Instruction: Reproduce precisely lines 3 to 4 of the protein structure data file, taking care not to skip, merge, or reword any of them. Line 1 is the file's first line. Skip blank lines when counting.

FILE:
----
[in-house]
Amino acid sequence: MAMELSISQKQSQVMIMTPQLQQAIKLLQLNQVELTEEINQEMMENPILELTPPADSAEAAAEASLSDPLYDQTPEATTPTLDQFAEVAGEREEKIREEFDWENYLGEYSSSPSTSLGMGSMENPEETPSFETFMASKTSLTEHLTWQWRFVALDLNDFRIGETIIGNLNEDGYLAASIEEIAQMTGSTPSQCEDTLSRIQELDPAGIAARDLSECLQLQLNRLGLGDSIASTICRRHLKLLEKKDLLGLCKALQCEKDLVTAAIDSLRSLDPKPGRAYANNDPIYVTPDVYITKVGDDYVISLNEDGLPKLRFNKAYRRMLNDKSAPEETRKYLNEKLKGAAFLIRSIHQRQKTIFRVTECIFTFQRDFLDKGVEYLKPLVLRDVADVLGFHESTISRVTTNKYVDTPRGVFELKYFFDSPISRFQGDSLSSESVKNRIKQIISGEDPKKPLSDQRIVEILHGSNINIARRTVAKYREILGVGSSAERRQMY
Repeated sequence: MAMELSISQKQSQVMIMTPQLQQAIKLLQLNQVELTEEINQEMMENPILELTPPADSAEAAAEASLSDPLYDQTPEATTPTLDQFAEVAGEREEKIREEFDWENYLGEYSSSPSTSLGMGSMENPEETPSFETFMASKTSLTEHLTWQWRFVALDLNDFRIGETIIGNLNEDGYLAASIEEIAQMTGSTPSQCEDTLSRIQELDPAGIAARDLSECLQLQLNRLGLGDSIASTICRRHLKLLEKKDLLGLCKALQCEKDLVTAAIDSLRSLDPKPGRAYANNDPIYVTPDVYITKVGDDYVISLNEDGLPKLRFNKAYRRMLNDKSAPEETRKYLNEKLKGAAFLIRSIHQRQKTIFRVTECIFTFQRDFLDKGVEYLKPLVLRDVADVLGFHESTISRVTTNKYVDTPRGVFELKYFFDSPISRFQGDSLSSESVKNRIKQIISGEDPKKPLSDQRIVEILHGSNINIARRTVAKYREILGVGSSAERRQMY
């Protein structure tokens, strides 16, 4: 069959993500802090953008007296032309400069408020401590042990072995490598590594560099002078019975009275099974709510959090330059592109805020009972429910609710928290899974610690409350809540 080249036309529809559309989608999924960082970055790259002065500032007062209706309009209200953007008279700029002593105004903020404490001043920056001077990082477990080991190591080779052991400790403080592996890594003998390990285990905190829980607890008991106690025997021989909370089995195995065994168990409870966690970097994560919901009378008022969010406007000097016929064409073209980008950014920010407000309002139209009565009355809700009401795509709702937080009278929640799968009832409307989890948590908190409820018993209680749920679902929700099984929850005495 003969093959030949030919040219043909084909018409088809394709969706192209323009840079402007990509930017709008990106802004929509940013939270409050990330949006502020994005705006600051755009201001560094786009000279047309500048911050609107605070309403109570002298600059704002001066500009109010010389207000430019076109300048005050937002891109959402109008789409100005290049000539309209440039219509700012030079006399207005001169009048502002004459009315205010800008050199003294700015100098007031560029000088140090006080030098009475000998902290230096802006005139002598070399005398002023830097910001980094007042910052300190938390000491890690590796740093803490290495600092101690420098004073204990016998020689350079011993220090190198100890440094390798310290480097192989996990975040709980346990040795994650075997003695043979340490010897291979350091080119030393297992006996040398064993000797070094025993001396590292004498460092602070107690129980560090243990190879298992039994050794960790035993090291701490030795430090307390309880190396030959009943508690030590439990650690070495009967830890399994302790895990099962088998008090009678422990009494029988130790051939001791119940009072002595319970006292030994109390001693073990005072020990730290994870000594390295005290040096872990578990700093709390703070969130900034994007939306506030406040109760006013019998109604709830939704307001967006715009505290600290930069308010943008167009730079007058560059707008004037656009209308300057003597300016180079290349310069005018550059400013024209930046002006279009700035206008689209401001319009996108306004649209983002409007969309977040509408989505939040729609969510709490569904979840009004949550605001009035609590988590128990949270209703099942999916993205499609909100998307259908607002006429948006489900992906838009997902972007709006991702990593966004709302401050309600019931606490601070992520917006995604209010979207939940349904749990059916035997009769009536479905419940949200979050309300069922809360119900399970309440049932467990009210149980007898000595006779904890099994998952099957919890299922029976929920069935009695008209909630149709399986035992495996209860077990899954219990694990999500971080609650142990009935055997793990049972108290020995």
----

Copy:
Repeated sequence: MAMELSISQKQSQVMIMTPQLQQAIKLLQLNQVELTEEINQEMMENPILELTPPADSAEAAAEASLSDPLYDQTPEATTPTLDQFAEVAGEREEKIREEFDWENYLGEYSSSPSTSLGMGSMENPEETPSFETFMASKTSLTEHLTWQWRFVALDLNDFRIGETIIGNLNEDGYLAASIEEIAQMTGSTPSQCEDTLSRIQELDPAGIAARDLSECLQLQLNRLGLGDSIASTICRRHLKLLEKKDLLGLCKALQCEKDLVTAAIDSLRSLDPKPGRAYANNDPIYVTPDVYITKVGDDYVISLNEDGLPKLRFNKAYRRMLNDKSAPEETRKYLNEKLKGAAFLIRSIHQRQKTIFRVTECIFTFQRDFLDKGVEYLKPLVLRDVADVLGFHESTISRVTTNKYVDTPRGVFELKYFFDSPISRFQGDSLSSESVKNRIKQIISGEDPKKPLSDQRIVEILHGSNINIARRTVAKYREILGVGSSAERRQMY
């Protein structure tokens, strides 16, 4: 069959993500802090953008007296032309400069408020401590042990072995490598590594560099002078019975009275099974709510959090330059592109805020009972429910609710928290899974610690409350809540 080249036309529809559309989608999924960082970055790259002065500032007062209706309009209200953007008279700029002593105004903020404490001043920056001077990082477990080991190591080779052991400790403080592996890594003998390990285990905190829980607890008991106690025997021989909370089995195995065994168990409870966690970097994560919901009378008022969010406007000097016929064409073209980008950014920010407000309002139209009565009355809700009401795509709702937080009278929640799968009832409307989890948590908190409820018993209680749920679902929700099984929850005495 003969093959030949030919040219043909084909018409088809394709969706192209323009840079402007990509930017709008990106802004929509940013939270409050990330949006502020994005705006600051755009201001560094786009000279047309500048911050609107605070309403109570002298600059704002001066500009109010010389207000430019076109300048005050937002891109959402109008789409100005290049000539309209440039219509700012030079006399207005001169009048502002004459009315205010800008050199003294700015100098007031560029000088140090006080030098009475000998902290230096802006005139002598070399005398002023830097910001980094007042910052300190938390000491890690590796740093803490290495600092101690420098004073204990016998020689350079011993220090190198100890440094390798310290480097192989996990975040709980346990040795994650075997003695043979340490010897291979350091080119030393297992006996040398064993000797070094025993001396590292004498460092602070107690129980560090243990190879298992039994050794960790035993090291701490030795430090307390309880190396030959009943508690030590439990650690070495009967830890399994302790895990099962088998008090009678422990009494029988130790051939001791119940009072002595319970006292030994109390001693073990005072020990730290994870000594390295005290040096872990578990700093709390703070969130900034994007939306506030406040109760006013019998109604709830939704307001967006715009505290600290930069308010943008167009730079007058560059707008004037656009209308300057003597300016180079290349310069005018550059400013024209930046002006279009700035206008689209401001319009996108306004649209983002409007969309977040509408989505939040729609969510709490569904979840009004949550605001009035609590988590128990949270209703099942999916993205499609909100998307259908607002006429948006489900992906838009997902972007709006991702990593966004709302401050309600019931606490601070992520917006995604209010979207939940349904749990059916035997009769009536479905419940949200979050309300069922809360119900399970309440049932467990009210149980007898000595006779904890099994998952099957919890299922029976929920069935009695008209909630149709399986035992495996209860077990899954219990694990999500971080609650142990009935055997793990049972108290020995």